In both the logical-planning and rational-agent views of AI, the machine’s objective—whether in the form of a goal, a utility function, or a reward function (as in reinforcement learning)—is specified exogenously.
In Wiener’s words, this is “the purpose put into the machine.” Indeed, it has been one of the tenets of the field that AI systems should be general purpose—i.e., capable of accepting a purpose as input and then achieving it—rather than special purpose, with their goal implicit in their design. For example, a self-driving car should accept a destination as input instead of having one fixed destination. However, some aspects of the car’s “driving purpose” are fixed, such as that it shouldn’t hit pedestrians. This is built directly into the car’s steering algorithms rather than being explicit: No self-driving car in existence today “knows” that pedestrians prefer not to be run over.
Putting a purpose into a machine that optimizes its behavior according to clearly defined algorithms seems an admirable approach to ensuring that the machine’s “conduct will be carried out on principles acceptable to us!” But, as Wiener warns, we need to put in the right purpose.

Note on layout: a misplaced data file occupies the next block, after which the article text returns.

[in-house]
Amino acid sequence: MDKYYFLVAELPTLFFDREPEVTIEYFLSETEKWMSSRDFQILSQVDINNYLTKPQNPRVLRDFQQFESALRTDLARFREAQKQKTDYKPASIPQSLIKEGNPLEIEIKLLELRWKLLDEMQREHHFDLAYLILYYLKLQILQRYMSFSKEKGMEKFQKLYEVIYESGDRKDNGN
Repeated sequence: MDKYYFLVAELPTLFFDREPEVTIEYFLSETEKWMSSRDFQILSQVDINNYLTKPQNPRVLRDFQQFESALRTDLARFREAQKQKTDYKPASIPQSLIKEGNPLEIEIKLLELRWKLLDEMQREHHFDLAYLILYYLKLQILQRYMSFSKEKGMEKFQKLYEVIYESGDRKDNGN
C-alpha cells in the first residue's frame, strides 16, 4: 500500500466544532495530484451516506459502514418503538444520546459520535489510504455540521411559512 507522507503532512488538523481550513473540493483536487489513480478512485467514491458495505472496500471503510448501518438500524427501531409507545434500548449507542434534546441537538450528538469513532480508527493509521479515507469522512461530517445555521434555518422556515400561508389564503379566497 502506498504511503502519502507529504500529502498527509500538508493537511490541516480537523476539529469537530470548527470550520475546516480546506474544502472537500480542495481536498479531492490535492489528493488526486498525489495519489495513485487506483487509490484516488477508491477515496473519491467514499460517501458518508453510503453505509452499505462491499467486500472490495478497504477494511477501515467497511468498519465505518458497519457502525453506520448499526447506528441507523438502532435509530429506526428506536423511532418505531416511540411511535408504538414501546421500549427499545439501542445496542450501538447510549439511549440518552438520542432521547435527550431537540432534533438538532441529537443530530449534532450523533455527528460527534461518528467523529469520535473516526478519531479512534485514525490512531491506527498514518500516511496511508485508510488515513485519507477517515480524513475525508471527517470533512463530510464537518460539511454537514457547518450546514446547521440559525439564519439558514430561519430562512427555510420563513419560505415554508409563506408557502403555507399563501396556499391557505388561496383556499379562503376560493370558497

We might call this the King Midas problem: Midas got exactly what he asked for—namely, that everything he touched would turn to gold—but too late he discovered the drawbacks of drinking liquid gold and eating solid gold. The technical term for putting in the right purpose is value alignment. When it fails, we may inadvertently imbue machines with objectives counter to our own.
Tasked with finding a cure for cancer as fast as possible, an AI system might elect to use the entire human population as guinea pigs for its experiments. Asked to de-acidify the oceans, it might use up all the oxygen in the atmosphere as a side effect.
This is a common characteristic of systems that optimize: Variables not included in the objective may be set to extreme values to help optimize that objective.
—Stuart Russel, as part of ‘Possible Minds’, edited by John Brockman